In an eclectic ARCO 2018 season, the period band will be exploring the idea that all music is connected and all music was once new.
The Australian Romantic and Classical Orchestra (formerly known as orchestraseventeen88), will, in 2018, be entering its fifth year as a working ensemble. Earlier this year, at Santa Sabina College, Strathfield, NSW, members of the orchestra directed a specialist Music Camp for high school students concentrating on Mozart’s Haffner Symphony, performed in full at the end of the week.
Obviously, the concentration was on historically informed performance practices (HIP), initially resisted by some of the students at the start of the week. By the end of the week all students were completely on board and begging to be notified about the next such venture. The feedback from the students was overwhelmingly positive, manifesting itself in the phrase: “Can we come next year, even if we aren’t at school?”
Richard Gill conducting the Australian Romantic and Classical Orchestra. Photo © Nick Gilbert
The orchestra is very serious about education and well aware of the dangers of tokenism and playing down to children. Beginning in March 2018, we are presenting a series called: Richard Gill presents – a Voyage of Musical Discovery. I decided that we should try to present a range of music to children, including early music and contemporary music, by sharing the stage with existing Australian ensembles who specialise almost exclusively in new music. Three ensembles jumped out at once. James Greening’s Jazz Quartet: The World According to James, Claire Edwardes’ Ensemble Offspring, and Matthew Manchester’s Camerata Antica, an ensemble using ancient instruments playing ancient and new music.
Each programme in the series of three concerts has a particular compositional focus. The first programme, Motivic Development, pitches Beethoven’s Pastoral Symphony, movements I and IV, against a series of jazz works in which motifs abound and are improvised upon and developed.
The second programme, called Texture and Timbre, deals with these difficult concepts by contrasting a 19th-century chamber work – an octet by Peter von Winter (1754-1825) – with four works written by Australian composers within the last 25 years including Holly Harrison’s Vibe Rant, Thomas Meadowcroft’s Medieval Rococo, Bree van Reyk’s Light for the First Time and Cassie To’s Avialae.
The final programme, called Voices and Instruments, deals with the concept of cantabile, the singing line, a line available to almost all instruments and obviously voices. ARCO will play Josephus van Bree’s Allegro for Four String Quartets. Van Bree (1801-1857) is considered to be the first Dutch composer to have embraced the German Classical style, as reflected particularly in this work.
Richard Gill launching ARCO’s 2018 season at City Recital Hall, Sydney. Photo © Nick Gilbert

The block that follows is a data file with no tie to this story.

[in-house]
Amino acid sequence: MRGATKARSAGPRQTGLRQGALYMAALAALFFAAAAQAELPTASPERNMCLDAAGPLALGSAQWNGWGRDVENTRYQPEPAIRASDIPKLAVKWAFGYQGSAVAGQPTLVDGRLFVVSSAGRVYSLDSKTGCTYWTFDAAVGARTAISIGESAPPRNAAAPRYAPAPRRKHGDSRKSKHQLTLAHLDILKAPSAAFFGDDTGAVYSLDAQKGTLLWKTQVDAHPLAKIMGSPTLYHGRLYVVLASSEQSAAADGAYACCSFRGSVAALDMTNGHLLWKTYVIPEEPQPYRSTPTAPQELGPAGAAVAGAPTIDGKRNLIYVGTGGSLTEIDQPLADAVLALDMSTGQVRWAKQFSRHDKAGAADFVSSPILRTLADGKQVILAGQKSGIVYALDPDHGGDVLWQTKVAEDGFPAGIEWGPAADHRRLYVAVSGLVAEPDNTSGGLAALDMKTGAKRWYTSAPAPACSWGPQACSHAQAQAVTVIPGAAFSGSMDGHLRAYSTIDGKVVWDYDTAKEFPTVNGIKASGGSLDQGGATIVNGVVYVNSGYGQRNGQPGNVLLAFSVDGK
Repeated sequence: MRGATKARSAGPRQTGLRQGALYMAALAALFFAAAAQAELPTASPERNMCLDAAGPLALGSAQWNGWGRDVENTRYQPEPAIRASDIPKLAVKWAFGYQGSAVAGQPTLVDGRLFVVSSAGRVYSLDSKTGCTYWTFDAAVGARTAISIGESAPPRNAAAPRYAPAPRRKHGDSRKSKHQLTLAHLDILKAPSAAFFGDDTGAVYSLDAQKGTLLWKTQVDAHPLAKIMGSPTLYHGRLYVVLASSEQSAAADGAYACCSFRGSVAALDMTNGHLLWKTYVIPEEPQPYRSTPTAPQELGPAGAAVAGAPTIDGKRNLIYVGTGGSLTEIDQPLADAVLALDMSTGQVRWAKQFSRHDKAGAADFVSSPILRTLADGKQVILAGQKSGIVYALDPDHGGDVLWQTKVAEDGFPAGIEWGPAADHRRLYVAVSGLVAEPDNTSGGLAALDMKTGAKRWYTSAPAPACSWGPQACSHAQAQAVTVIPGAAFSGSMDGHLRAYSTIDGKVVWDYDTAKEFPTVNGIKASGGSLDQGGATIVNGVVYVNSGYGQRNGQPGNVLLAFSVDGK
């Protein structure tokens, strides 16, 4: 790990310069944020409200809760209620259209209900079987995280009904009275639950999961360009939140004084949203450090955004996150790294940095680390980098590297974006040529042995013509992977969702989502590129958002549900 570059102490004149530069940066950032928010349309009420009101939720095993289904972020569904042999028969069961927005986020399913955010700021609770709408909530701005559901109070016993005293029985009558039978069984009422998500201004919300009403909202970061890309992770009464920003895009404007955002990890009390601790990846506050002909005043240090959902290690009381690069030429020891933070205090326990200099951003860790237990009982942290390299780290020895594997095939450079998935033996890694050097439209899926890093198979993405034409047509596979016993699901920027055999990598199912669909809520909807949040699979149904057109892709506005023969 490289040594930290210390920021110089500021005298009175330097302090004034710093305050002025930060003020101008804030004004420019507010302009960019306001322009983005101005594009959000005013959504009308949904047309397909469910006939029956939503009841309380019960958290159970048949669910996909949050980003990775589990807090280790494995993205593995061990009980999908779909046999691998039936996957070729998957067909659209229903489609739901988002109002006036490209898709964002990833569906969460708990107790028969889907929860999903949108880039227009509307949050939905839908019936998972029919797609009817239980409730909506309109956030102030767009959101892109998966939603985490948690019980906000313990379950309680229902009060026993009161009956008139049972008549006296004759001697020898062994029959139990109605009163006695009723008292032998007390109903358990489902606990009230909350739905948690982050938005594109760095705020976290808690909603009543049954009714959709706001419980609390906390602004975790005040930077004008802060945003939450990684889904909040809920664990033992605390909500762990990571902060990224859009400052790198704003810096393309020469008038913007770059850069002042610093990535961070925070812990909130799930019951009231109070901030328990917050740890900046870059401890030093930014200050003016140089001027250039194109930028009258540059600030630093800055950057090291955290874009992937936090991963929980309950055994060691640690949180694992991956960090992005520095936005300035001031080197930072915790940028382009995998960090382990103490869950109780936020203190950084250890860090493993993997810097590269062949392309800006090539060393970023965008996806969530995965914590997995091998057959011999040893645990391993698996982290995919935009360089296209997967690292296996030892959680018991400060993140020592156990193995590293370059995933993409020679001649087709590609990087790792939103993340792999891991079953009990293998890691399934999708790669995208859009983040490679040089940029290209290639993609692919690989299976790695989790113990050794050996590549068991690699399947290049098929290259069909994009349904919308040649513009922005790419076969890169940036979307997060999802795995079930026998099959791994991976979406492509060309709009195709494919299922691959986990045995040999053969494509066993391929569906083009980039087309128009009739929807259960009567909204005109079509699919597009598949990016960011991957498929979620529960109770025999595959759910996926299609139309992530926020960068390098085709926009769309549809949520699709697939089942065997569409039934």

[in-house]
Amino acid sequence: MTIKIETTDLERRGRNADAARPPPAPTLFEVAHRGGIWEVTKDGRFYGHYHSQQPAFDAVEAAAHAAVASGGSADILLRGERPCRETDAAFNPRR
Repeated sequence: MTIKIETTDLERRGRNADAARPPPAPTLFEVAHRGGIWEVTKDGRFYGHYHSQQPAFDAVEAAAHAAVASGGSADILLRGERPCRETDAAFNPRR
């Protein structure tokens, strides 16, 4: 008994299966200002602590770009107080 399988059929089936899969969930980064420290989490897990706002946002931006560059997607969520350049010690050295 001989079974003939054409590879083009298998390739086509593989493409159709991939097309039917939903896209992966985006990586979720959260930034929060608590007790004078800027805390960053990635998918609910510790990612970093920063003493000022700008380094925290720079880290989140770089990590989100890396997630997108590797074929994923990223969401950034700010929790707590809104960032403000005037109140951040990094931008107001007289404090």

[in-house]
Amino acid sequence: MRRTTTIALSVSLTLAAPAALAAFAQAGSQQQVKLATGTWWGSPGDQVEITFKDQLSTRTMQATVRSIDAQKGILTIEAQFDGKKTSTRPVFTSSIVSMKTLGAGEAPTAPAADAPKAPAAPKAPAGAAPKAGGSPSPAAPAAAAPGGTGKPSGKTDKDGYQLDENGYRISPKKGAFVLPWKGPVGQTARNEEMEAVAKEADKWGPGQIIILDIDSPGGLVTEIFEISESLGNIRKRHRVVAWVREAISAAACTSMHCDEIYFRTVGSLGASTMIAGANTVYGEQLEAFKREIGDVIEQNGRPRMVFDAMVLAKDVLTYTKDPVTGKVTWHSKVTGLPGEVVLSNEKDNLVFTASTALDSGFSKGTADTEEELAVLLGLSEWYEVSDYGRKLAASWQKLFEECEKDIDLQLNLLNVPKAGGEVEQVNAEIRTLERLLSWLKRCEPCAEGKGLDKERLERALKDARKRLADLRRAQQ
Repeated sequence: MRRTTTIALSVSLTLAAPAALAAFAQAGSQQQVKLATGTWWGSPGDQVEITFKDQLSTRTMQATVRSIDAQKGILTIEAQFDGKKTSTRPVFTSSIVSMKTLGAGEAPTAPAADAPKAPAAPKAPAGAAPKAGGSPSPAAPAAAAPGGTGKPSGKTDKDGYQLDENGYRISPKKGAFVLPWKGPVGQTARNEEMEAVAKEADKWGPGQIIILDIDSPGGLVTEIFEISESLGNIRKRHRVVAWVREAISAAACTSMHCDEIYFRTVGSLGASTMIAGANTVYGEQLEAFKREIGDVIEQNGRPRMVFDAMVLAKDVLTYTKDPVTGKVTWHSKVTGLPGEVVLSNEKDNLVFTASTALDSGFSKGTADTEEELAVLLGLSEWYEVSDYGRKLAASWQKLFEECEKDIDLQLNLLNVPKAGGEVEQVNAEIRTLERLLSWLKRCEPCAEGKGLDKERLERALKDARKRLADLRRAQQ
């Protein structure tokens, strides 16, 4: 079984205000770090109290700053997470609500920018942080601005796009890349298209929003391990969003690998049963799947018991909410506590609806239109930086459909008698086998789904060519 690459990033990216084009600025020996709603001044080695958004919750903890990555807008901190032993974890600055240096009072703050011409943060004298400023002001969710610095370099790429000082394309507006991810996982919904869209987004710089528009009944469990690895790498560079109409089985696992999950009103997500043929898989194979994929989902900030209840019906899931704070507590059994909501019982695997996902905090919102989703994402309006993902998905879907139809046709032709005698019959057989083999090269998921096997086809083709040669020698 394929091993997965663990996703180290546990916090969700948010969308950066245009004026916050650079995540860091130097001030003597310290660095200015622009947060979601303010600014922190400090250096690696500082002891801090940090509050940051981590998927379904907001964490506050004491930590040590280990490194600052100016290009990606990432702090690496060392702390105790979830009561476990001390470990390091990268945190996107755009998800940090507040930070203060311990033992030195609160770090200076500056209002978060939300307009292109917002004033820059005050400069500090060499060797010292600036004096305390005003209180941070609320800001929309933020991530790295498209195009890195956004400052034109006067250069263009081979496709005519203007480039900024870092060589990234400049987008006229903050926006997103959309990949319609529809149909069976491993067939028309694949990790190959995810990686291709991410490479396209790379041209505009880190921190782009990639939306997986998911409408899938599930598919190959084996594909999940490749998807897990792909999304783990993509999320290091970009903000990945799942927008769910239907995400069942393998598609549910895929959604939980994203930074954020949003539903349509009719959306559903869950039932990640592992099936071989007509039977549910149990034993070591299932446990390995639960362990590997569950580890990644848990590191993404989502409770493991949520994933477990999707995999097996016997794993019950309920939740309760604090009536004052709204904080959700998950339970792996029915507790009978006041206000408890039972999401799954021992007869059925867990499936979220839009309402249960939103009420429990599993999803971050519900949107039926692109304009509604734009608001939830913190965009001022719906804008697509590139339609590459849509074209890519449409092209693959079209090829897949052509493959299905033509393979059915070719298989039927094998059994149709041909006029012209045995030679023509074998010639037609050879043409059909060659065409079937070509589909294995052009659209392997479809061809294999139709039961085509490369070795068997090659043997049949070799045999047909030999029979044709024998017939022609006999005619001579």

Monteverdi’s madrigal, O Come Sei Gentile (O how kind/gentle you are), reminds us all of where the concept of cantabile originated. The vocal music from this incredibly rich period of Italian music continues to influence composers today and those voices are represented by Alice Chance’s Ode to Melancholy and Elena Kats-Chernin’s Black Tie.
The inclusion of five women’s voices in the programme is a strong message to all young women who want to compose. The crumbling of the ancient male bastion is slow but exceeding sure. Women are now occupying their rightful place as potent, imaginative and vital contributors to a slowly growing culture of new music.
Instead of pre-concert talks, there will be pre-concert singing for 15 minutes before each programme. Introducing the music from the stage, as I will, with live musicians helping to explain aspects of the compositional process using examples, dispenses with the need to talk before the concert. It seemed a good idea, therefore, to involve the audience in some music-making and set the tone of the event with the music which began all music, namely, singing.
In 2019, although I can’t reveal the treats in store at this stage, I can say that there will be a student composition component where new works, from members of the audience, will be played by the musicians on stage. In programming this way, highlighting the concept that all music is somehow connected and that all music was once new, audience members can see that music is not a series of isolated compartments but a great and wonderful continuum.
Please join us for this Voyage of Musical Discovery on March 27, May 15 and August 21 at City Recital Hall, and be prepared for the return of the Babies Proms, led by the grandfather himself. It’s all happening in 2018.
For more information on Richard Gill’s A Voyage of Musical Discovery click here. Bookings are currently available for school groups, tickets will be available for the public from December 1.
For the Australian Romantic and Classical Orchestra’s full 2018 season click here.